And elsewhere, a warehouse worker died after he was crushed between a reversing semi-trailer and a loading dock. Investigators believe that he was likely paying more attention to the contents of the trailer than to where he was standing.
Hazards Abound at Loading Docks
Loading docks are busy places where machine operators and truck drivers must perform a delicate dance around workers on foot.
Along with being congested, loading docks may also be poorly lit, slippery, cramped, crowded with debris, riddled with blind spots and crisscrossed with ramps, stairways and uneven surfaces.
Some of the hazards include:
Training is Vital
If you haven’t been trained in loading dock safety, you probably won’t be aware of all the hazards and you will be vulnerable to injury. However, having undergone training won’t prevent an injury if you let your mind wander and lose track of your surroundings. In the busy atmosphere of a loading dock you literally could be one step away from disaster.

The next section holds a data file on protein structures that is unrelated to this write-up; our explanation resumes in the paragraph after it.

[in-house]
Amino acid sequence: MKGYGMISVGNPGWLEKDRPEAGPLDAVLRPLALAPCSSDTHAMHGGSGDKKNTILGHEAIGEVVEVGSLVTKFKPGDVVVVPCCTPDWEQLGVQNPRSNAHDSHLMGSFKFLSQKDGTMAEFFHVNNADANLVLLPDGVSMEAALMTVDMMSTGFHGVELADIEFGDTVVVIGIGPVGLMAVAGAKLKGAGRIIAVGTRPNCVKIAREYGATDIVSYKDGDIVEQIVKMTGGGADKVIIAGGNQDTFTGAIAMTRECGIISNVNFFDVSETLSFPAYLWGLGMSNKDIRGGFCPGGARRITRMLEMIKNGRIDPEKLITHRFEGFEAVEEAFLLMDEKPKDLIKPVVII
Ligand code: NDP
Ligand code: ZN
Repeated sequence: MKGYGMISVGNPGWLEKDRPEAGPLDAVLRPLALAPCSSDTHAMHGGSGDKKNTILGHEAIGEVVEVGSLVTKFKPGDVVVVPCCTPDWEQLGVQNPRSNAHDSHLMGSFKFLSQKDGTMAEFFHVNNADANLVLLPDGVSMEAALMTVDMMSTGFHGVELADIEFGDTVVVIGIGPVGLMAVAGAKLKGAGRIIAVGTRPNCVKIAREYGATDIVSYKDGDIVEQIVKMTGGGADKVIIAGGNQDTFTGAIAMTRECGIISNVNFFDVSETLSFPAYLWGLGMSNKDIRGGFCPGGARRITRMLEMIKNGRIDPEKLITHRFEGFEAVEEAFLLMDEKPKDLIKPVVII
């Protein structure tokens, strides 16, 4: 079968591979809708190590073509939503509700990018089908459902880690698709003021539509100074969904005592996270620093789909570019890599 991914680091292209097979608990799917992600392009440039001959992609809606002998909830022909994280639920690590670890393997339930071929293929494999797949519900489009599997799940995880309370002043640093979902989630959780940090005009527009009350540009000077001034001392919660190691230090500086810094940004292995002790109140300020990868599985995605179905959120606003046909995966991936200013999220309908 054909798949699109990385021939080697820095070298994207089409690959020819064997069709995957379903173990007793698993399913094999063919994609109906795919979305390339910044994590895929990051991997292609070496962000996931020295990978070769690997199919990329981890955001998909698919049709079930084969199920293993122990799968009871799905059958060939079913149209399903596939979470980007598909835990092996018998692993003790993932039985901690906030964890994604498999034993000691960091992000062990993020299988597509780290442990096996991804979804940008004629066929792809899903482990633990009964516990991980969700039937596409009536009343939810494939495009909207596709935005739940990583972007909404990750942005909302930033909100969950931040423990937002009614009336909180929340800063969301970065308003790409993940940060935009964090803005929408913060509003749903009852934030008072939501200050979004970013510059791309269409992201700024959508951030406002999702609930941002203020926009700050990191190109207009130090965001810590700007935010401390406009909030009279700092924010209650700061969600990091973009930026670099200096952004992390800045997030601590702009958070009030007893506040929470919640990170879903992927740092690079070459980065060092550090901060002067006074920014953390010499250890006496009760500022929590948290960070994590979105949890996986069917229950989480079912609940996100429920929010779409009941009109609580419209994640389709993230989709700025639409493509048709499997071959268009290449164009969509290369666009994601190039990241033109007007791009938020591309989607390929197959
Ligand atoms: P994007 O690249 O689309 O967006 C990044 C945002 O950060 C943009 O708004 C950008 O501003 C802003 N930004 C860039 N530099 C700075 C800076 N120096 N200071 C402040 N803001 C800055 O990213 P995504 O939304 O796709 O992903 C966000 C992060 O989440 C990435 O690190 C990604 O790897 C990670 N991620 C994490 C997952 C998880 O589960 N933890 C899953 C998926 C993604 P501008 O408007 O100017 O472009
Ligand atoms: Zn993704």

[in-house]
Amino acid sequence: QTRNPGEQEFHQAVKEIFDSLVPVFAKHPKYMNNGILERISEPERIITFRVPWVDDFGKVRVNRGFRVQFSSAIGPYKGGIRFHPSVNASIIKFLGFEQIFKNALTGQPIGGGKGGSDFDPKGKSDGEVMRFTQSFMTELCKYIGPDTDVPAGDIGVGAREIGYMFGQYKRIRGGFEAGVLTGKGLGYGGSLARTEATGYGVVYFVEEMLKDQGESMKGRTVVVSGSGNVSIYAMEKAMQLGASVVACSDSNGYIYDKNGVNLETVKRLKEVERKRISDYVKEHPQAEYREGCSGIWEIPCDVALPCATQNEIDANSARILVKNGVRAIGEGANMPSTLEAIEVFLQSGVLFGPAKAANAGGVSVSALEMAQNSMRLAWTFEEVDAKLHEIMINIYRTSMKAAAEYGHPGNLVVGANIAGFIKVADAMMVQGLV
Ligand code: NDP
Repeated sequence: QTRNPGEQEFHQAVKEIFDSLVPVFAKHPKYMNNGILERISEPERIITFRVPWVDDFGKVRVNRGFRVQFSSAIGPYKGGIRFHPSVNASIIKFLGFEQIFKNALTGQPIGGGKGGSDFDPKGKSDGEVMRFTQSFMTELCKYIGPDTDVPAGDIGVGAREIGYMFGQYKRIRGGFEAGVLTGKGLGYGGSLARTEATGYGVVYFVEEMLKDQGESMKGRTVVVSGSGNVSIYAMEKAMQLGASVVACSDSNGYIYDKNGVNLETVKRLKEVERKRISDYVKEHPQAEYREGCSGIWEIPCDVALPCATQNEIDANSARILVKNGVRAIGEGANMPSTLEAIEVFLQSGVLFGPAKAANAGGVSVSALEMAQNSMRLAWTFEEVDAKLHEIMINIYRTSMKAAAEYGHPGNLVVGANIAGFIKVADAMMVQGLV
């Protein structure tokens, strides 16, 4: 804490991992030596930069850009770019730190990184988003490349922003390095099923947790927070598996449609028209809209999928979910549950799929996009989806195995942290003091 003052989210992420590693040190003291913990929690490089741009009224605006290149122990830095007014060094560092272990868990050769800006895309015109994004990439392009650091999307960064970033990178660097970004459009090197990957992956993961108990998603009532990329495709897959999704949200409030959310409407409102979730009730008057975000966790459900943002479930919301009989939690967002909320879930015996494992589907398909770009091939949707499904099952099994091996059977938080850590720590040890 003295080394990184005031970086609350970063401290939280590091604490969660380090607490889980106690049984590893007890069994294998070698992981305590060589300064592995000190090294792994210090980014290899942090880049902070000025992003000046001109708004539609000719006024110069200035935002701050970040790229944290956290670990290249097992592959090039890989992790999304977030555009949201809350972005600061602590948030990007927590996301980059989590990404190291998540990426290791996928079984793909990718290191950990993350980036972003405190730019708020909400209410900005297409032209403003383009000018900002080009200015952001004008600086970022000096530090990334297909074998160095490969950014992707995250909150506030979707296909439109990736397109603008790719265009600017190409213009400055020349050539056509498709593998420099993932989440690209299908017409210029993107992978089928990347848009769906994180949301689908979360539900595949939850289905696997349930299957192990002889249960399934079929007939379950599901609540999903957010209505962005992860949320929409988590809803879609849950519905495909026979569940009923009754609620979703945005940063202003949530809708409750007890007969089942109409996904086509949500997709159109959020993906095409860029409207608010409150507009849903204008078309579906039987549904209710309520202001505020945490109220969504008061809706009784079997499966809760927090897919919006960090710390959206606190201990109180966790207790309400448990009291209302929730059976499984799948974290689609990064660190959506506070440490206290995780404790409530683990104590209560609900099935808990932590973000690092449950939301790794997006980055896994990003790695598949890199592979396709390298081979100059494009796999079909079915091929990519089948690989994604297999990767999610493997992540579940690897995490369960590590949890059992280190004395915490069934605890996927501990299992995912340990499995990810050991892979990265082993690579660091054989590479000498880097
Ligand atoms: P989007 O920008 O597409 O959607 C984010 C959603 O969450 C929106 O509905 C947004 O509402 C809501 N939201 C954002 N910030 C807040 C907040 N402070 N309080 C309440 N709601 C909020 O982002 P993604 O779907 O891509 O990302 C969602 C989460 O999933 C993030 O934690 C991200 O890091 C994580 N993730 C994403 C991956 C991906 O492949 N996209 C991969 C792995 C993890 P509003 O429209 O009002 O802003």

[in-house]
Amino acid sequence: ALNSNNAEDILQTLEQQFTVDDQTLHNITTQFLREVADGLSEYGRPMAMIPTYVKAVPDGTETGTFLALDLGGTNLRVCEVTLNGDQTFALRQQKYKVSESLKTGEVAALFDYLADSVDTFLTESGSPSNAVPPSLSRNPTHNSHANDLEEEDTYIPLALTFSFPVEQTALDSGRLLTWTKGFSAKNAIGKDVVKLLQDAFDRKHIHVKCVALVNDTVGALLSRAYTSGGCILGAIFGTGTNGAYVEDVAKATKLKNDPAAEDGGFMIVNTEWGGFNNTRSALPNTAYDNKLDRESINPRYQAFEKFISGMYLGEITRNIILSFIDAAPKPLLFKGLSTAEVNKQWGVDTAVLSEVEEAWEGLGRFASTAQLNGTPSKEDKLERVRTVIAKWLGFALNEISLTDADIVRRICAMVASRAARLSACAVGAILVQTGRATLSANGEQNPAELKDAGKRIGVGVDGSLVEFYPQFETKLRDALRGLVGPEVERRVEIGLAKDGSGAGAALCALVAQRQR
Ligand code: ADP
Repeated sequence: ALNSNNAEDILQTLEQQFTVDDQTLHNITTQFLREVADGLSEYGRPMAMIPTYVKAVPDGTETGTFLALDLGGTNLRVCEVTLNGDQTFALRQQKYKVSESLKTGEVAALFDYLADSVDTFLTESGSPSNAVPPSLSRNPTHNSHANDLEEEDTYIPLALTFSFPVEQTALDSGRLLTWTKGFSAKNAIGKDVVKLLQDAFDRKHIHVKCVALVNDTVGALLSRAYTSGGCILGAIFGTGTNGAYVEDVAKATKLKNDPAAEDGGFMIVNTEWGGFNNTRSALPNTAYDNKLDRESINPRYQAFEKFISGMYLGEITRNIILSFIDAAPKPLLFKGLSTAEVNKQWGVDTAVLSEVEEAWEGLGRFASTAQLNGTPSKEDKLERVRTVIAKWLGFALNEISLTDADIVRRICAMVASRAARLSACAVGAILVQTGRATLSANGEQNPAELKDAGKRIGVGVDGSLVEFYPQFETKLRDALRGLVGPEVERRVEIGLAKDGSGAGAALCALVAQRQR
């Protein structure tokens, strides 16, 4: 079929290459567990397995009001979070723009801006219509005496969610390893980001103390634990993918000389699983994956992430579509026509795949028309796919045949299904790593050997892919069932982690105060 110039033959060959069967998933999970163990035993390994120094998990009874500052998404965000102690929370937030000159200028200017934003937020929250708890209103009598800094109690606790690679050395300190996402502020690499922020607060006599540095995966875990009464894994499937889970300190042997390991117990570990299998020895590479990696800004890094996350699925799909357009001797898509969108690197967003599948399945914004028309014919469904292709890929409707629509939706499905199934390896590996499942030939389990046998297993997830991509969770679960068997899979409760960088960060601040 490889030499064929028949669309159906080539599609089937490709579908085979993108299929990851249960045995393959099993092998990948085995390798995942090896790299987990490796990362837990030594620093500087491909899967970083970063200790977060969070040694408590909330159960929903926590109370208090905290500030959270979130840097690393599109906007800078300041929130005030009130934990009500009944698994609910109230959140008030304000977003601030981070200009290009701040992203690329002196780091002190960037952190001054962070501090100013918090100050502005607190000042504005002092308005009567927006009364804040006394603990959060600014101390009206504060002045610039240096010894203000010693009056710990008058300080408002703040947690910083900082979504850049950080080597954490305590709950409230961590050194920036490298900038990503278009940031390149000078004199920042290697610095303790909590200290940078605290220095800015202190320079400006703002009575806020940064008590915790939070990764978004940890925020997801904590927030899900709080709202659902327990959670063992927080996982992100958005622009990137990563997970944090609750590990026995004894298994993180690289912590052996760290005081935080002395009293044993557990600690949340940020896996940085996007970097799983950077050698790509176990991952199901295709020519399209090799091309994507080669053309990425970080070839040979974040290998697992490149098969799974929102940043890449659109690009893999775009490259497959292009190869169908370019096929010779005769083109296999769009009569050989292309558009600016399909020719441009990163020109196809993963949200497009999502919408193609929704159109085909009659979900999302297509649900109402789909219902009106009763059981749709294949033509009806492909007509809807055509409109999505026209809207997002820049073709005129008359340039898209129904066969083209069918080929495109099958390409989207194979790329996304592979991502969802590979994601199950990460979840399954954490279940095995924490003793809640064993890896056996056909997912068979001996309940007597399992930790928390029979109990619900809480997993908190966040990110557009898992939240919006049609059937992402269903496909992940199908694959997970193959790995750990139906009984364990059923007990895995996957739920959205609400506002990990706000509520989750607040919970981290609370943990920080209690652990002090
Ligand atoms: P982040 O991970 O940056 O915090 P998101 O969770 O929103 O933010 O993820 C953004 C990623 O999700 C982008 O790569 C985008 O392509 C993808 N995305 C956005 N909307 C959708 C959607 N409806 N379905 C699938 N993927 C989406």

And even if you know where you are, others may not. You need to be wearing reflective clothing to keep yourself highly visible.
How to Stay Safe on a Loading Dock
These tips can help keep you safe on a loading dock:
Loading docks are busy places. Workers need to be trained on how they can protect themselves. They also need to stay focused on what’s going on around them at all times.Read More